U-CF School Board mulls how to invest surplus
● By J. Chambless
By John Chambless
It's a good problem to have, but the
Unionville-Chadds Ford School Board is discussing how to properly
place an unexpected budget surplus of more than $2 million.
At their meeting on Oct. 23 at Unionville Elementary School, the board heard an outline of possible ways to use the $2,196,090 that arose chiefly due to a reduction in healthcare claims of $925,000, as well as a special education control point of $945,000. Last week, the board discussed three options, but the leading one is transferring the whole surplus over to the capital projects budget. Transferring the full amount gives the district the most flexibility. The board is considering its options, and the issue will be voted on in November.
Board member Gregg Lindner said, “This is an unusual thing to happen in the years I've been on the board.” He said he welcomed the additional revenue, but asked if the board could see a mid-year budget statement so they could determine which areas had shortfalls or surpluses before the money is moved. District superintendent John Sanville said that an up-to-the-minute statement would be provided to the board before next month's vote.
Board member Robert Sage said that the money was welcome, but unexpected. “About a third of this was due to health care claims, and that's not something you could predict in a budget cycle,” he said. “There's been some concern at other school districts about budgeting too conservatively. This is not an item that was budgeted conservatively. Health claims are going to go up and down.”
The board approved the purchase of a replacement pickup truck for the maintenance department in the amount of $33,296, and accepted a credit of $39,848.46 from Columbus Construction arising out of renovation work at the middle school.
In a discussion of policies toward the end of the meeting, a policy regarding use of electronic devices through the school wifi was analyzed by Sage.
“I'm concerned about the broadness of the language about things that we are prohibiting in the use of district technology,” he said. “If you look at court cases around First Amendment and freedom of expression for students, there's a balance that the courts have tried to strike between the free expression of students and the school's interest in maintaining an orderly environment. As I read this policy, it seems thast we have not struck that balance properly.”
As an example, he cited the policy's banning of “use of technology resources to transmit words, videos or other depictions that are obscene, indecent, rude, profane or advocate illegal drug use,” he said. “Court cases have covered all of these words, but not 'rude.' I think the use of that word is overly broad and prohibits speech, which frankly, for teenagers, is quite common,” Sage said.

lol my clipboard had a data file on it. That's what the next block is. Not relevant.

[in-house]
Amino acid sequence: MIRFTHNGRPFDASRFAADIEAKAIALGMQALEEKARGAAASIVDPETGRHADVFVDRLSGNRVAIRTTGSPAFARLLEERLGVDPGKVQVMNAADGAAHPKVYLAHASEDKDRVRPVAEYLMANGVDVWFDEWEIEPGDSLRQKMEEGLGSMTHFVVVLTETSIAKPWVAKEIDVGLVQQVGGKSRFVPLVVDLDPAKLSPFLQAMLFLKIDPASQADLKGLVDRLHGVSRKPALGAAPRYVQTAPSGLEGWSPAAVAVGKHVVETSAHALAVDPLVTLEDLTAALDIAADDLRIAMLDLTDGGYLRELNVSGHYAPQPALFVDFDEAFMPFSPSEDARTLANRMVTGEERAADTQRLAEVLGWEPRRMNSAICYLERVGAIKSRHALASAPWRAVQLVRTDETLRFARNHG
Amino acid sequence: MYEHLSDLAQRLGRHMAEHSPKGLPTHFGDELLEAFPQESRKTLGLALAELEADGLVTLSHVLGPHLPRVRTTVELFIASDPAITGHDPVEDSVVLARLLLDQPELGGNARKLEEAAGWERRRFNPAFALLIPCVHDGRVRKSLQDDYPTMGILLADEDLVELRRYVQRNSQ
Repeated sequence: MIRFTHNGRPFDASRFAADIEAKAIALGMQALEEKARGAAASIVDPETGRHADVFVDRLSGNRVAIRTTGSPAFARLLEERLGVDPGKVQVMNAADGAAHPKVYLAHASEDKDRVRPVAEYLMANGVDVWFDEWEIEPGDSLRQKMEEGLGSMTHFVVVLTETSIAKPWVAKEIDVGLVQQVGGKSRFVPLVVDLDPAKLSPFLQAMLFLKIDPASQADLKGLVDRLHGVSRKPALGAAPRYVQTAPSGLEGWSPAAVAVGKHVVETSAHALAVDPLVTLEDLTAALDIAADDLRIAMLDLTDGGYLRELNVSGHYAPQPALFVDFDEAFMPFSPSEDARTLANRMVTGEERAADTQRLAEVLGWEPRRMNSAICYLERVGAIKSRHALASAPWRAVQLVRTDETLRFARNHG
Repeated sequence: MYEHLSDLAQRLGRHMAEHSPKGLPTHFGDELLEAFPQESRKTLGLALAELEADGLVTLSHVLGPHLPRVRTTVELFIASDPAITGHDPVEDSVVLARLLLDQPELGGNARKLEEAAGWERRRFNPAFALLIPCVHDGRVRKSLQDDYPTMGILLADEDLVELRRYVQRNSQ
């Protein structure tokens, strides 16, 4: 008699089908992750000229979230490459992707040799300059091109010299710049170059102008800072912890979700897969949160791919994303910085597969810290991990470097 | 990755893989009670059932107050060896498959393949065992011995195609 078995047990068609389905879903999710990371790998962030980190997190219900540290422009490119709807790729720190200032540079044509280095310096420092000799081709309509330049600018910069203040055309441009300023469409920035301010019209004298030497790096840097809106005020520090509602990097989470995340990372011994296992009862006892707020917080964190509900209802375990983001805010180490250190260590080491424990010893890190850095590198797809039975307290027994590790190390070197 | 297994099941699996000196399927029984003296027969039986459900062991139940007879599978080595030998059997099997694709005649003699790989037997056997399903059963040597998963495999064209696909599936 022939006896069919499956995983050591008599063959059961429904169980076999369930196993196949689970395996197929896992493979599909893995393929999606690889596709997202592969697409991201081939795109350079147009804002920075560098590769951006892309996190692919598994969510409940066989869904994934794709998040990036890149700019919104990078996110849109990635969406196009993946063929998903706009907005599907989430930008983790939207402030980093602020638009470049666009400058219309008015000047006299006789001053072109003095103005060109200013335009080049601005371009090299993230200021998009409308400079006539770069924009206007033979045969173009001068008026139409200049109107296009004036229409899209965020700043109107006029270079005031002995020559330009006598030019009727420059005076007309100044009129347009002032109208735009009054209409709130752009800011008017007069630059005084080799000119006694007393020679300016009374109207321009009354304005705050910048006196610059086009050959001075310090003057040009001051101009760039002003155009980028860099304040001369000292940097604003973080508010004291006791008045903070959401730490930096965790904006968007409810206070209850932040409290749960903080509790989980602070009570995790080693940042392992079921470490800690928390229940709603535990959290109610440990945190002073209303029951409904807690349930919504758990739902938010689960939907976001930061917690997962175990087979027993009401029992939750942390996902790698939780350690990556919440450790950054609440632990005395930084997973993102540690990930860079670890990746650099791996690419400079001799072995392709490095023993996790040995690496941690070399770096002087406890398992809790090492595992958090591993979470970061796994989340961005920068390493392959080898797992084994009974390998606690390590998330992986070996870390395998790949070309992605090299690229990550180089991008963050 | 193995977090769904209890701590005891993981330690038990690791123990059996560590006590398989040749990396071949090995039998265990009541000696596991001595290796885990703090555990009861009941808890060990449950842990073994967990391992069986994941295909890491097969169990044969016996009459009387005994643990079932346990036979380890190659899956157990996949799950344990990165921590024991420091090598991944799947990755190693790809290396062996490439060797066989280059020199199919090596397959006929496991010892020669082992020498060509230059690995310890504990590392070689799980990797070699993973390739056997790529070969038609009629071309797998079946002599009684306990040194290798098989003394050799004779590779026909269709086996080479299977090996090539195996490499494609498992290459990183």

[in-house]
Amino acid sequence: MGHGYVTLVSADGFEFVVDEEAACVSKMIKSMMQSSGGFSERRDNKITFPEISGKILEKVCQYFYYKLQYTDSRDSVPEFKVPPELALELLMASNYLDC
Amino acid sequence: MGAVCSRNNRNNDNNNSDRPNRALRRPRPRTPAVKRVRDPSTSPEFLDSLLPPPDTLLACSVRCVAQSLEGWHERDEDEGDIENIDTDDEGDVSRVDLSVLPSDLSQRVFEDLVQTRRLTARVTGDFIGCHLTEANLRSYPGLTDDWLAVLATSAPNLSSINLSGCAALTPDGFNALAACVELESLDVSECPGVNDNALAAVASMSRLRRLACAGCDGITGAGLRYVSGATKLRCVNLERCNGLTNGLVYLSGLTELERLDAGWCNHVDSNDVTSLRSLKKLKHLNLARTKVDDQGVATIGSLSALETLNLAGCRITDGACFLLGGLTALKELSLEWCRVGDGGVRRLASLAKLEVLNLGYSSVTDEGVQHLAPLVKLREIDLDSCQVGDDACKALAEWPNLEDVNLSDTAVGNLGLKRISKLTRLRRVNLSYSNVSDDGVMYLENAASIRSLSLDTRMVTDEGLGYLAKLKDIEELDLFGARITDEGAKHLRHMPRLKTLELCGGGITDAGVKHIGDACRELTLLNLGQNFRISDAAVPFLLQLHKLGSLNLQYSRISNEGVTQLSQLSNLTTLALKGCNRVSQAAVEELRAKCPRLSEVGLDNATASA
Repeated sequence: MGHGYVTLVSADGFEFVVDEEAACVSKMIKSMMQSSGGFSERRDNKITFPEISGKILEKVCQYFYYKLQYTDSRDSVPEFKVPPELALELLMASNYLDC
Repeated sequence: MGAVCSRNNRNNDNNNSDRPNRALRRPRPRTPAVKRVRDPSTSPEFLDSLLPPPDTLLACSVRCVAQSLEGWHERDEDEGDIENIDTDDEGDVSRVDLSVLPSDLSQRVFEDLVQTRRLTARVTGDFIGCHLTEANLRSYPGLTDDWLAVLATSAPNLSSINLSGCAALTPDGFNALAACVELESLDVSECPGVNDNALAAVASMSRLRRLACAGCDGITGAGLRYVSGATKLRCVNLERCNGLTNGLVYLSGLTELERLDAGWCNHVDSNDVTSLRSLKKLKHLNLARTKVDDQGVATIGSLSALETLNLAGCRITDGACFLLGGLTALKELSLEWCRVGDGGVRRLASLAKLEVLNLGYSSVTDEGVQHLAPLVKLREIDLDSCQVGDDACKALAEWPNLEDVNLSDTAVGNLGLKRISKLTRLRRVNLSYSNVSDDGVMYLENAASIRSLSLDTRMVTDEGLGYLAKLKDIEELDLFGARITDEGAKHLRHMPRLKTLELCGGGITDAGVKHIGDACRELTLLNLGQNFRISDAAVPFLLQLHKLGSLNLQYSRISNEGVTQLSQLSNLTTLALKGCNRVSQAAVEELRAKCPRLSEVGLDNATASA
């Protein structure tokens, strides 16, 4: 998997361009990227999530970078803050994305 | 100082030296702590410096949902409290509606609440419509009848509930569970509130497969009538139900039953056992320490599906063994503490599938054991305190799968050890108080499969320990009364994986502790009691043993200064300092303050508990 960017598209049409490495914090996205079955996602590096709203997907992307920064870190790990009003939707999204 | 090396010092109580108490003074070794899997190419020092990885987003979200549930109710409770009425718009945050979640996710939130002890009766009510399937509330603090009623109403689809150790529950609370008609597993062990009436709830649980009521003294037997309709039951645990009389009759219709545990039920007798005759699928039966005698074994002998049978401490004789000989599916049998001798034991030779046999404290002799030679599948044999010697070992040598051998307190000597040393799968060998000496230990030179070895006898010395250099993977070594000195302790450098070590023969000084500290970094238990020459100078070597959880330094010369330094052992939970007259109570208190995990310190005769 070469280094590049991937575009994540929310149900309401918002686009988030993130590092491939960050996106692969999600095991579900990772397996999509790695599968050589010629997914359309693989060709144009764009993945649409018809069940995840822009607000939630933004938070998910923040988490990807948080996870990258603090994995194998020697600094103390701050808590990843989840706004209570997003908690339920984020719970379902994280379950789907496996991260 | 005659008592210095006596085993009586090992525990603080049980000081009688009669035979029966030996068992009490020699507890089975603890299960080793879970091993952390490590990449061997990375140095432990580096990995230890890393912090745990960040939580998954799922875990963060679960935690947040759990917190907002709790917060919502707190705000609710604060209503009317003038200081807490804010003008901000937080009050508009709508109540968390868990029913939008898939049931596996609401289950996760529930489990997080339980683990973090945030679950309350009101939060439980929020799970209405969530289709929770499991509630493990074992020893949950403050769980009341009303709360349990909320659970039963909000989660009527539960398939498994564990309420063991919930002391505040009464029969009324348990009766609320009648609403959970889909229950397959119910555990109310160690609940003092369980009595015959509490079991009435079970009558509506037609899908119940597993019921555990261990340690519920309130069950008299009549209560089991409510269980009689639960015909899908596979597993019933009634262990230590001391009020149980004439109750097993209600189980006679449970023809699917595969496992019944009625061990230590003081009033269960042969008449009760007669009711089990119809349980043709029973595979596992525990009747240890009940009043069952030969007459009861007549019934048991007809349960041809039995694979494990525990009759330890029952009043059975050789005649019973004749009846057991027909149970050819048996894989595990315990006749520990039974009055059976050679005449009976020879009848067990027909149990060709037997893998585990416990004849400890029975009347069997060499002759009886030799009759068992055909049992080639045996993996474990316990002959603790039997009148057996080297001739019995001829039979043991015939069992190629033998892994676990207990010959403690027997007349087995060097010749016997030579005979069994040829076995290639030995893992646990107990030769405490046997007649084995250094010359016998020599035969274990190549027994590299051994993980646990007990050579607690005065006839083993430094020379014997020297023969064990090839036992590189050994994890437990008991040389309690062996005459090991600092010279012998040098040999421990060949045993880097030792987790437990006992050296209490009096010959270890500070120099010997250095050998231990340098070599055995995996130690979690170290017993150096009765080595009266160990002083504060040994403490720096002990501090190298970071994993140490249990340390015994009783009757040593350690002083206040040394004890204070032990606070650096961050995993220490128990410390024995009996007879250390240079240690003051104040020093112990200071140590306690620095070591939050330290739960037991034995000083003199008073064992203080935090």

“I want to also call your attention to prohibiting the use of technology resources for political lobbying or campaigning, not including student elecions,” Sage continued. “So if a student wanted to use technology resources to comment on one of our board proceedings, which are political, that would be prohibited. Again, I think that's an overly broad statement. If you go through the policy, every one of our kids has violated it. Having a policy like this is really unhelpful. It can seem arbitary if we go to enforce it. This policy also covers our staff, and I wonder if they have read this policy and undestand what restrictions they are under.”
Sage also pointed out wording in the policy that was unclear, such as prohibiting students from meeting someone they have met online. “I'm not sure why that's the school's business, as to who a student meets when they are using school equipment,” he said. “Perhaps it's referring to dating, but a student could use this technology to set up an appointment with another student to talk about later school start times, for instance. So that's an overly broad statement.”
Board president Victor Dupuis asked Sanville if the board could look over the details and perhaps revise them, and Sanville agreed.
Several board members thanked Sage for his thoroughness, and Dupuis suggested getting student input regarding the policy when it comes to “rude” content. “We want to get this right,” he said. “We can take this as an opportunity to engage other voices in the district.”
For updated district information, visit www.ucfsd.org.
To contact Staff Writer John Chambless, email email@example.com.